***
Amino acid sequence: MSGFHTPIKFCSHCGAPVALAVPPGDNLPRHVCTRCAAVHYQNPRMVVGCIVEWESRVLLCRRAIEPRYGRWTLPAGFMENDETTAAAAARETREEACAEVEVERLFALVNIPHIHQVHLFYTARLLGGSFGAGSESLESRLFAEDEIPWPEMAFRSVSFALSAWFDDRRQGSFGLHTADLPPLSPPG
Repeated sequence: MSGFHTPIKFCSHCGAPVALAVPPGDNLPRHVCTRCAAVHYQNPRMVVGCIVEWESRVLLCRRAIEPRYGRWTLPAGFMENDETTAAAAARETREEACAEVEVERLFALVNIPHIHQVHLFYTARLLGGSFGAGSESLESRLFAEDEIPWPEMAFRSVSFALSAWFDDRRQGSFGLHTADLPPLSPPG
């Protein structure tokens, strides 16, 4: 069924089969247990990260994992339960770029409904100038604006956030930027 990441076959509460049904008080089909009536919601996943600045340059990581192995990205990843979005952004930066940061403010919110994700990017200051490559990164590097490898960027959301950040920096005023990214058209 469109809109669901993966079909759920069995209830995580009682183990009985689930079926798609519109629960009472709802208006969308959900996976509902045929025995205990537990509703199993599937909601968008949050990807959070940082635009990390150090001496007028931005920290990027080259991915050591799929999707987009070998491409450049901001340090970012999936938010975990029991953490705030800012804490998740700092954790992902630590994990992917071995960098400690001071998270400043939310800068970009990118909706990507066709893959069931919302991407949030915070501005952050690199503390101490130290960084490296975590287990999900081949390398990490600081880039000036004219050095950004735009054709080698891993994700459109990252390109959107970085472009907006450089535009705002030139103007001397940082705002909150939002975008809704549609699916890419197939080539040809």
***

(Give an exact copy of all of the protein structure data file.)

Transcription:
Amino acid sequence: MSGFHTPIKFCSHCGAPVALAVPPGDNLPRHVCTRCAAVHYQNPRMVVGCIVEWESRVLLCRRAIEPRYGRWTLPAGFMENDETTAAAAARETREEACAEVEVERLFALVNIPHIHQVHLFYTARLLGGSFGAGSESLESRLFAEDEIPWPEMAFRSVSFALSAWFDDRRQGSFGLHTADLPPLSPPG
Repeated sequence: MSGFHTPIKFCSHCGAPVALAVPPGDNLPRHVCTRCAAVHYQNPRMVVGCIVEWESRVLLCRRAIEPRYGRWTLPAGFMENDETTAAAAARETREEACAEVEVERLFALVNIPHIHQVHLFYTARLLGGSFGAGSESLESRLFAEDEIPWPEMAFRSVSFALSAWFDDRRQGSFGLHTADLPPLSPPG
């Protein structure tokens, strides 16, 4: 069924089969247990990260994992339960770029409904100038604006956030930027 990441076959509460049904008080089909009536919601996943600045340059990581192995990205990843979005952004930066940061403010919110994700990017200051490559990164590097490898960027959301950040920096005023990214058209 469109809109669901993966079909759920069995209830995580009682183990009985689930079926798609519109629960009472709802208006969308959900996976509902045929025995205990537990509703199993599937909601968008949050990807959070940082635009990390150090001496007028931005920290990027080259991915050591799929999707987009070998491409450049901001340090970012999936938010975990029991953490705030800012804490998740700092954790992902630590994990992917071995960098400690001071998270400043939310800068970009990118909706990507066709893959069931919302991407949030915070501005952050690199503390101490130290960084490296975590287990999900081949390398990490600081880039000036004219050095950004735009054709080698891993994700459109990252390109959107970085472009907006450089535009705002030139103007001397940082705002909150939002975008809704549609699916890419197939080539040809």